As a substantial body of film criticism has built up around E.T., numerous writers have analyzed the film in other ways as well. E.T. has been analyzed as a modern fairy tale and in psychoanalytic terms. Producer Kathleen Kennedy noted that an important theme of E.T. is tolerance, which would be central to future Spielberg films such as Schindler's List. Having been a loner as a teenager, Spielberg described the film as "a minority story". Spielberg's common theme of communication is partnered with the ideal of common understanding as represented in his depiction of humans and aliens: he asks that if an alien and a human can become friends, so too can many enemies who live close to one another on Earth.

Reception

E.T. was previewed in Houston, Texas, where it received high marks from viewers. The film premiered at the closing gala of the May 1982 Cannes Film Festival, and was released in the United States on June 11, 1982. It opened at number one with a gross of $11 million, and stayed at the top of the box office for six weeks. It fluctuated between the first and second positions until January. By the end of its theatrical run, it had grossed $359.2 million domestically. Spielberg earned $500,000 a day from his share of the profits. The Hershey Company's profits rose 65% due to the film's prominent use of Reese's Pieces. The film was rereleased on July 19, 1985, and grossed $40 million domestically. E.T. was released on VHS and laserdisc on October 27, 1988; to combat piracy, the videocassettes were colored green. $75 million worth of VHS copies were sold in North America alone.

Critics acclaimed E.T. as a classic. Roger Ebert wrote, "This is not simply a good movie. It is one of those movies that brush away our cautions and win our hearts." Michael Sragow of Rolling Stone called Spielberg "a space age Jean Renoir... [F]or the first time, [he] has put his breathtaking technical skills at the service of his deepest feelings. Leonard Maltin called it the best film of the year. George Will was one of the few to pan the film, feeling it spread subversive notions about childhood and science, while Vincent Canby of the New York Times criticized it for "freely recycl[ing] elements from [...] Peter Pan and The Wizard of Oz".

There were allegations that the film was plagiarized from a 1967 script, The Alien, by celebrated Bengali director Satyajit Ray. Ray stated, "E.T. would not have been possible without my script of The Alien being available throughout the United States in mimeographed copies." Spielberg denied this claim, stating, "I was a kid in high school when his script was circulating in Hollywood.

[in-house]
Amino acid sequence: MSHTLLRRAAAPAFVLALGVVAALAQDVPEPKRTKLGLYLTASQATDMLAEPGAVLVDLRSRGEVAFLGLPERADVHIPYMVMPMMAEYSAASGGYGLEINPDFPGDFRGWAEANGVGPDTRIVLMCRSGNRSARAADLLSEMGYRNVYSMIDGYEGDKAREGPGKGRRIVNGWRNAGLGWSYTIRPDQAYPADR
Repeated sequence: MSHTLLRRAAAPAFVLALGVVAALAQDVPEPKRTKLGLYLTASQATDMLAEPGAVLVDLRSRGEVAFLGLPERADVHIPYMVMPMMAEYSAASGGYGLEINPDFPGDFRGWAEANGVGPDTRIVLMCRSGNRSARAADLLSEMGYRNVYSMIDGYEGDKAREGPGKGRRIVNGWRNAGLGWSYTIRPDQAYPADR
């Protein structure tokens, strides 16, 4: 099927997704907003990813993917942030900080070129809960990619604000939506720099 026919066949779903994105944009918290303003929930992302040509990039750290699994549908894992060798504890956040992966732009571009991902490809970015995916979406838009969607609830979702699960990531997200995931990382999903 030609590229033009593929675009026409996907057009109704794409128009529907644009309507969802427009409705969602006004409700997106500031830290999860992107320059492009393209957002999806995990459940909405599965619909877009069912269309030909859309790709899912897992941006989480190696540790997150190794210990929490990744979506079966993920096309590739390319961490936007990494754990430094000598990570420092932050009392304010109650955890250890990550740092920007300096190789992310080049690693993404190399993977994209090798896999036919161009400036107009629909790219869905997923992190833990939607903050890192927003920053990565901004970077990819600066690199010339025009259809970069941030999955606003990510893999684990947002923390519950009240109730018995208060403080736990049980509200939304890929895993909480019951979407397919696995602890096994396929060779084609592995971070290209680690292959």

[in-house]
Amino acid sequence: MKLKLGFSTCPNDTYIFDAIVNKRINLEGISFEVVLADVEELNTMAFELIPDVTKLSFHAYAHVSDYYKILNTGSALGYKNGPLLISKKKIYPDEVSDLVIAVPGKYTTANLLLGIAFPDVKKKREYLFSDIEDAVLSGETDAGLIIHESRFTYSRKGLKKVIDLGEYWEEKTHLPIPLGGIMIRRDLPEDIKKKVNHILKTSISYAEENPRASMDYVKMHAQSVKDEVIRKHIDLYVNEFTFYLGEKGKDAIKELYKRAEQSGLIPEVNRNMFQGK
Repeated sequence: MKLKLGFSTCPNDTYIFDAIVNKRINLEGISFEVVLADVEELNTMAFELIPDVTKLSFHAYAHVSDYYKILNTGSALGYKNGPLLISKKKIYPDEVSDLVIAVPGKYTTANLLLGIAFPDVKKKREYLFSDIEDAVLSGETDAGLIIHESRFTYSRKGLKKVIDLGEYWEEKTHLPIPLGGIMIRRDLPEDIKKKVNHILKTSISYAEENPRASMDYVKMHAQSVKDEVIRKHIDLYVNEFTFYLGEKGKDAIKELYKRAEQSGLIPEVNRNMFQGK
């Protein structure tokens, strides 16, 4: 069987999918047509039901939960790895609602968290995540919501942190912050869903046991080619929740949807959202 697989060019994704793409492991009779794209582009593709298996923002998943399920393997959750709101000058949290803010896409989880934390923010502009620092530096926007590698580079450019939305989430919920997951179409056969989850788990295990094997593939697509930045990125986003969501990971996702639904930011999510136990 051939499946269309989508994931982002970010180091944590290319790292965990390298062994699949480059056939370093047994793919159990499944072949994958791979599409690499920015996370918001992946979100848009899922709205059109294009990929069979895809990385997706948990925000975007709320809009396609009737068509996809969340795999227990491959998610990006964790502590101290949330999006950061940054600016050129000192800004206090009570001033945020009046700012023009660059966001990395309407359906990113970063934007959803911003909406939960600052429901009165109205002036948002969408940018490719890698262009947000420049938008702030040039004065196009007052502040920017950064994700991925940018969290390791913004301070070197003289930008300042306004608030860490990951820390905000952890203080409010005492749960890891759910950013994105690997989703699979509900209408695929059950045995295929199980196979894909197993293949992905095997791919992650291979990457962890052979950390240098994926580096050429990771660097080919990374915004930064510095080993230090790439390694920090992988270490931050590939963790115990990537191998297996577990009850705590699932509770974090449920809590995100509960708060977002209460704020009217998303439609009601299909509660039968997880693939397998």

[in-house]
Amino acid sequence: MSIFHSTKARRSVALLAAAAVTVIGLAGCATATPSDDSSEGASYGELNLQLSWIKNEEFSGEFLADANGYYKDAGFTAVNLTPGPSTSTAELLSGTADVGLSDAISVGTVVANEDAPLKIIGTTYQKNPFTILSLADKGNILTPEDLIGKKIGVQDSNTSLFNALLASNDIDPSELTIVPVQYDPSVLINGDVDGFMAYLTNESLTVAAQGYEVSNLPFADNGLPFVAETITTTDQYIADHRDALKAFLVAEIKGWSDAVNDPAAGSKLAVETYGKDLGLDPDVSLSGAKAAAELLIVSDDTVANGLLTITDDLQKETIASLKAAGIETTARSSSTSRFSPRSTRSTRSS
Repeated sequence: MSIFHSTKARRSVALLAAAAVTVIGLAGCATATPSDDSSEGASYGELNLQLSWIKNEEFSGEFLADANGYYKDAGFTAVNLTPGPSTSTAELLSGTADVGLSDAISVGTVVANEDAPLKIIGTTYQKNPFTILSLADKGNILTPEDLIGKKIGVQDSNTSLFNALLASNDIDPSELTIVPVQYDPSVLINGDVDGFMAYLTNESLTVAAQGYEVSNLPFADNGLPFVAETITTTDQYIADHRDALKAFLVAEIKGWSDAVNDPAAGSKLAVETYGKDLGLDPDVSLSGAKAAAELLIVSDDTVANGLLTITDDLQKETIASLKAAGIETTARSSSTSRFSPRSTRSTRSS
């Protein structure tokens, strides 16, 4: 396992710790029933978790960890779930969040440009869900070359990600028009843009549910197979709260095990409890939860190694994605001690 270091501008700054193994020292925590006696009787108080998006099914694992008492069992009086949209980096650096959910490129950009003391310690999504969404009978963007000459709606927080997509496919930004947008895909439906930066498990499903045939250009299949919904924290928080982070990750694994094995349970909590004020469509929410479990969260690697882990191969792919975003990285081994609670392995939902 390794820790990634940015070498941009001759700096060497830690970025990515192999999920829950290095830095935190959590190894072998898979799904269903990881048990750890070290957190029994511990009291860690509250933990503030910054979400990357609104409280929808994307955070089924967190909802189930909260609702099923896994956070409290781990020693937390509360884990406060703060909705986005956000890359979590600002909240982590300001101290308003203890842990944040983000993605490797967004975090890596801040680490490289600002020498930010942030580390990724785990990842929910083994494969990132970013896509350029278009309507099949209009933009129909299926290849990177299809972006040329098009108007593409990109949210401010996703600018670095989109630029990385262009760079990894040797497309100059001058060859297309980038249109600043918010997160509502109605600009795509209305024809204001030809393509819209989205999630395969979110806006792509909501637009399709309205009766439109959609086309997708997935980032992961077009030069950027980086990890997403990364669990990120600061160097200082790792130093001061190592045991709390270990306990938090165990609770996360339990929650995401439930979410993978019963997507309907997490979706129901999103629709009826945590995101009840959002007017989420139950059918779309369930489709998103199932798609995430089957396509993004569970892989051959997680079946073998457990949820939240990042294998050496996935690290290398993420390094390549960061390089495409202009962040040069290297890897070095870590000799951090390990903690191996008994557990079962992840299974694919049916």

E.T. the Extra-Terrestrial holds a 98% "fresh" rating on Rotten Tomatoes, making it the best reviewed science fiction film on the site. It also has a 94% rating of "universal acclaim" on Metacritic. In addition to the many impressed critics, President Ronald Reagan and first lady Nancy Reagan were moved by the film after a screening at the White House on June 27, 1982. Princess Diana was in tears after watching the film. On September 17, 1982, the film was screened at the United Nations, and Spielberg received the U.N. Peace Medal.

The film was nominated for nine Oscars at the 55th Academy Awards, including Best Picture. Gandhi won that award, but its director, Richard Attenborough, declared, "I was certain that not only would E.T. win, but that it should win. It was inventive, powerful, [and] wonderful. I make more mundane movies. It won four Academy Awards, including Best Original Music Score, Sound, Sound Effects Editing and Visual Effects. At the Golden Globes, the film won Best Picture in the Drama category and was nominated for Best Director, Best Screenplay and Best New Male Star for Henry Thomas. The Los Angeles Film Critics Association awarded the film Best Picture, Best Director and a "New Generation Award" for Melissa Mathison. Composer John Williams won a Grammy, a BAFTA, and a Golden Globe for the score. The film won Saturn Awards for Best Science Fiction Film, Best Writing, Best Special Effects, Best Music and Best Poster Art, while Henry Thomas, Robert McNaughton, and Drew Barrymore won Young Artist Awards. E.T. was also honored abroad: the film won the Best Foreign Language Film award at the Blue Ribbon in Japan, Cinema Writers Circle Awards in Spain, César Awards in France, and David di Donatello in Italy.